Implied Volatility

by Amanda Harvey

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Introduction

Implied volatility is one of the two major gauges of stock market volatility, with the other being historical volatility. Volatility is the term used to describe the amount and rate of fluctuation experienced by the price of a security. Historical volatility is the measure of actual documented price variation over a period of time which has already passed. As such, this measure of volatility can give a factual representation of the amount of movement which has been experienced by the security price, as it is a backward-looking assessment.

Implied volatility (IV) on the other hand, is a method of predicting the probable future volatility that may be experienced by a security price. While this type of volatility calculation is obviously not an exact science, it is of great interest to traders as it gives the best possible indication of how much price fluctuation a security is likely to undergo.

The Importance of Implied Volatility in Trading

Especially for traders seeking to make short-term gains on positions, the level of IV is a major determining factor in deciding whether a security is likely to undergo sufficient price movement within the trader’s time-frame to make it a potentially profitable trade.

Options in particular are inextricably linked with IV and the level of volatility is actually one of the components in the calculation of their price. In general, the higher the volatility, the higher the option premium is priced. This is attributed to the concept that greater volatility offers a better probability of the option becoming profitable within the duration of its contract. An option with a low implied volatility is generally priced more cheaply, as there is less likelihood of it reaching its target price within the timeframe of the contract.

This options pricing relationship with IV is an important point for traders to be aware of. Beginning traders in particular may see low-priced options as a bargain, failing to understand that they are priced cheaply because they are likely to expire worthless, having failed to reach their strike price.

Comparing IV with historical volatility (HV) can help to identify whether options are fairly priced, or either over- or under-priced. When the IV is low in comparison to the HV, this may signify that the options are undervalued, whereas high IV in relationship to HV can indicate a situation of options being overvalued.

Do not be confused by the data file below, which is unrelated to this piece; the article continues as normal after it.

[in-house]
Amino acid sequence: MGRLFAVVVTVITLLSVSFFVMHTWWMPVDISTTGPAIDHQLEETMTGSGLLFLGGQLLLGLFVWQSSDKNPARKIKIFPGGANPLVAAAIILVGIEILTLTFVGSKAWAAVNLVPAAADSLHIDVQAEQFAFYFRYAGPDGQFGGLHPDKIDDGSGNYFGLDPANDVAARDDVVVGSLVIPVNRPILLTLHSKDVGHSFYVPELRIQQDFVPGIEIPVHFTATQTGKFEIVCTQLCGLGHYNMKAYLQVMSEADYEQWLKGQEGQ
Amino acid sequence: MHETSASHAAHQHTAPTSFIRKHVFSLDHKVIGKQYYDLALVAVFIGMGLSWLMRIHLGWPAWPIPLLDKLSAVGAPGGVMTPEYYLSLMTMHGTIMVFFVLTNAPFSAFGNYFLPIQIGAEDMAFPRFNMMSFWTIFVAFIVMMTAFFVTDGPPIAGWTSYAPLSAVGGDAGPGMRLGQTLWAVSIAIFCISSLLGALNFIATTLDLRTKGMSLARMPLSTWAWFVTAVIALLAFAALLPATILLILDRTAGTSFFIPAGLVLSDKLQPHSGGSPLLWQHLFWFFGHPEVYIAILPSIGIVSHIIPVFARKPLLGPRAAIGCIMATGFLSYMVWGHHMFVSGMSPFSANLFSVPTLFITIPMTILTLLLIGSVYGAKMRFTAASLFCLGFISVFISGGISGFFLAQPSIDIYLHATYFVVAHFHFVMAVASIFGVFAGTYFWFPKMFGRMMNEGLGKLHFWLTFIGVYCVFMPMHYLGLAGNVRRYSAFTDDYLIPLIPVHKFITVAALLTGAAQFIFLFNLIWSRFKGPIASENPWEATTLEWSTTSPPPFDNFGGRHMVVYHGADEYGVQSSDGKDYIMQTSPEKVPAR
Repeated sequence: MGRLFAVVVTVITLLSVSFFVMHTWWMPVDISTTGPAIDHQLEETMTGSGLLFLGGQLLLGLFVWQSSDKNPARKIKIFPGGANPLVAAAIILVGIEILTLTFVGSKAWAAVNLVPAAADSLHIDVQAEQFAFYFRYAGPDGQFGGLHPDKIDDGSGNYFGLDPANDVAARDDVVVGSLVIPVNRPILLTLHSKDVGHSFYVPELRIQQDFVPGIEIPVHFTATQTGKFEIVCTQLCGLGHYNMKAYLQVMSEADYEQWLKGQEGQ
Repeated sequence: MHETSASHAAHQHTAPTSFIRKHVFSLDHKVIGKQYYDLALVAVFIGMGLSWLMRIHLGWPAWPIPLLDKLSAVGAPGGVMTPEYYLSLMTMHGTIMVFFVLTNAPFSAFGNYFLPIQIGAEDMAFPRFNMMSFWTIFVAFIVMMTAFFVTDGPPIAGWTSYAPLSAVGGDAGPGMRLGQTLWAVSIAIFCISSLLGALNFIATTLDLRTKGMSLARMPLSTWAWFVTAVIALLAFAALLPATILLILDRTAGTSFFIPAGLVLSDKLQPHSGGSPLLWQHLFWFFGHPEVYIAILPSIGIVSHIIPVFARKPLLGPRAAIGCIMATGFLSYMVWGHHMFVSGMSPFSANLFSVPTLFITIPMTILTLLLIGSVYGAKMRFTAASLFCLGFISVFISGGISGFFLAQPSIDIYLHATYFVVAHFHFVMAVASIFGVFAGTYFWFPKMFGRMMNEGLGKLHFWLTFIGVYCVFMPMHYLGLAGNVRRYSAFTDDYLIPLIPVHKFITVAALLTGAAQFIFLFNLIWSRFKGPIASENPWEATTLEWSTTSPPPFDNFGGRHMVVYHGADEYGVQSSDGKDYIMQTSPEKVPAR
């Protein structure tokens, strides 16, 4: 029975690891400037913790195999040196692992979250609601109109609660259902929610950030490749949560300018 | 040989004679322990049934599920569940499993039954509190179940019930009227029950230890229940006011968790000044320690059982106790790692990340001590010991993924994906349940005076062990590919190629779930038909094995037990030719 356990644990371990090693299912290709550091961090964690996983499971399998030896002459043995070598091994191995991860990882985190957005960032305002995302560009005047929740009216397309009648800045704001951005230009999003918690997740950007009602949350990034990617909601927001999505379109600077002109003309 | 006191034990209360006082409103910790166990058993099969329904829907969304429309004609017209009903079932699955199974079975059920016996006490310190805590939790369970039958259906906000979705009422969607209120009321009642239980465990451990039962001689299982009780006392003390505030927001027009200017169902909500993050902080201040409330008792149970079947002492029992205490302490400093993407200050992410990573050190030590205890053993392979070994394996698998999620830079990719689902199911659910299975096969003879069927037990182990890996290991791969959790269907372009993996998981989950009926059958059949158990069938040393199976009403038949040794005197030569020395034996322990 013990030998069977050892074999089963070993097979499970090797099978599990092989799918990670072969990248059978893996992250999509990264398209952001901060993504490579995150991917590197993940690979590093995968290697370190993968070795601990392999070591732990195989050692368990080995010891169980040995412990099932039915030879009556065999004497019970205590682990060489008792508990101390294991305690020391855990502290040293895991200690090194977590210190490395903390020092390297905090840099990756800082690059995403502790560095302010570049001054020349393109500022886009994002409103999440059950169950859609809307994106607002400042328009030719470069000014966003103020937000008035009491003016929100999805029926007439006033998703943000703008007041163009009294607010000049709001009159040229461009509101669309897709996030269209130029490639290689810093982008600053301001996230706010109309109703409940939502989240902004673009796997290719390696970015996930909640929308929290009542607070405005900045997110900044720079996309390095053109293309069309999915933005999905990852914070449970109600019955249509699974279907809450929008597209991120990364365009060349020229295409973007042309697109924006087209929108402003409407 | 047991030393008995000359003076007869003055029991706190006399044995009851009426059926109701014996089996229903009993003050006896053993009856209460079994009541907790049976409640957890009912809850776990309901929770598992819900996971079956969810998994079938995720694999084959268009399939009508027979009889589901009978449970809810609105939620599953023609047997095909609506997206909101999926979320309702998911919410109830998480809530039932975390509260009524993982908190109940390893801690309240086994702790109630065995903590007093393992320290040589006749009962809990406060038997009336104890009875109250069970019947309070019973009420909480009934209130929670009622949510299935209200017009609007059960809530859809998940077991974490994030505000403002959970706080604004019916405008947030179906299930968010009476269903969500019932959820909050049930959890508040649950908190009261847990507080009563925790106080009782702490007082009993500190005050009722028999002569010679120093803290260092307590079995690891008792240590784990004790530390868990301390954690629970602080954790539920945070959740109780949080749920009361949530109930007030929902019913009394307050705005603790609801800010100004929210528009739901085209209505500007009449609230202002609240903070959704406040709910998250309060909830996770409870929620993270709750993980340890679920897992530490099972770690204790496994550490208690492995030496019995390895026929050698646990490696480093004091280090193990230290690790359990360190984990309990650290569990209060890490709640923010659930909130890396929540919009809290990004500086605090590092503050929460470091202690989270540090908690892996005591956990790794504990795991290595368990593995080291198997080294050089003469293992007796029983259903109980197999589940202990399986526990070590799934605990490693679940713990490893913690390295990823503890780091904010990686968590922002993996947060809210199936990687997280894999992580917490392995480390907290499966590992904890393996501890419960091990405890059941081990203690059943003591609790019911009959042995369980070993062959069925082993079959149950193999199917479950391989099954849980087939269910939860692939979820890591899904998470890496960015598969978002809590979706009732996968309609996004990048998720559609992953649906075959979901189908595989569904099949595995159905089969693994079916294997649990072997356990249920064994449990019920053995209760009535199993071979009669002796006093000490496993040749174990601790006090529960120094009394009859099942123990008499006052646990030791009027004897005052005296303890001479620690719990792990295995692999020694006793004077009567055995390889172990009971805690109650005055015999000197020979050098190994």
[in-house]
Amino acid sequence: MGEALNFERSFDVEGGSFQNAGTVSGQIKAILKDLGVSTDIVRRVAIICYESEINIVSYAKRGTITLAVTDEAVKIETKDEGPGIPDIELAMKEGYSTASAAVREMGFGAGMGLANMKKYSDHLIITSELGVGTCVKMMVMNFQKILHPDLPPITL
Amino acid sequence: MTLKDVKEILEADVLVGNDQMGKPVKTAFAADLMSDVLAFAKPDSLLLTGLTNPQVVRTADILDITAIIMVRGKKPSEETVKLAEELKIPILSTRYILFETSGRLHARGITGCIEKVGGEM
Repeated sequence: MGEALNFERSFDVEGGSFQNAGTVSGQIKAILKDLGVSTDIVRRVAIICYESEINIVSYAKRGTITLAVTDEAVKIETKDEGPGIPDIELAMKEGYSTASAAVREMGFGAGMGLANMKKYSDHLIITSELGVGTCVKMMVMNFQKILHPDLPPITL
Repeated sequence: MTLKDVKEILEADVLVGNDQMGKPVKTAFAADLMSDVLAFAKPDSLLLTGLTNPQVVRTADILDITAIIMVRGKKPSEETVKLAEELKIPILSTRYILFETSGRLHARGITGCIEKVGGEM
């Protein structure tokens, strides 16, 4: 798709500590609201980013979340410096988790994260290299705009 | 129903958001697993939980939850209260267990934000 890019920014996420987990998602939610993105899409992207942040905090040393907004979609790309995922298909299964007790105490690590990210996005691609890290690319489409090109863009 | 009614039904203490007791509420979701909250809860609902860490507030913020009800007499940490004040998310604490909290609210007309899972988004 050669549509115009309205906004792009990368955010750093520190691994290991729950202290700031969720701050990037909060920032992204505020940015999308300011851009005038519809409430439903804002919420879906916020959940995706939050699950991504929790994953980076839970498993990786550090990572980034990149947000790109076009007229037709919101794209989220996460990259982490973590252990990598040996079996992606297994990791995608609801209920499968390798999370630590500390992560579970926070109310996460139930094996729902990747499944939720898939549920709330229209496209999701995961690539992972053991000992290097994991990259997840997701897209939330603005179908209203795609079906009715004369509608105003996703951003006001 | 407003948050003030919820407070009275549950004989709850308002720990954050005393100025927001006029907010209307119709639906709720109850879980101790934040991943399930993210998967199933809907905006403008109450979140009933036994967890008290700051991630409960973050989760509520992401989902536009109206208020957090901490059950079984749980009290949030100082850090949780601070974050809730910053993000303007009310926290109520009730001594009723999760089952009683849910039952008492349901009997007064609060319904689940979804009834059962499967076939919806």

Indexes and Indicators

Implied volatility can be measured for specific stocks or options, and it is also gauged in broader terms by volatility indexes. Arguably the best known is the VIX, otherwise referred to as the ‘Fear Gauge,’ which gives a measure of market expectations of near-term volatility conveyed by S&P 500 stock index option prices.

There are many indicators available which help a trader to assess both the level of implied volatility and in some cases, the probable direction in which that volatility will take the price of a particular security. One simple and effective volatility indicator is the Harvey’s Options Volatility Indicator.

This indicator applies data to a chart and the result is a volatility level reading with a positive or negative value. A zero level of volatility obviously indicates a stagnant price, whereas a figure of 5 or more in either direction suggests a more desirable amount of price movement. A negative 8 reading can be interpreted as a strong signal to buy a put option, whereas a positive 8 would mean that a call option is a good choice.

Some popular volatility indicators include the Parabolic SAR, the Chaikin Volatility Indicator, and the Average True Range.   

In Conclusion

Understanding the importance of volatility in trading, and determining effective ways of assessing the probable speed, amount, and direction of price movement is vital to developing effective trading strategies.


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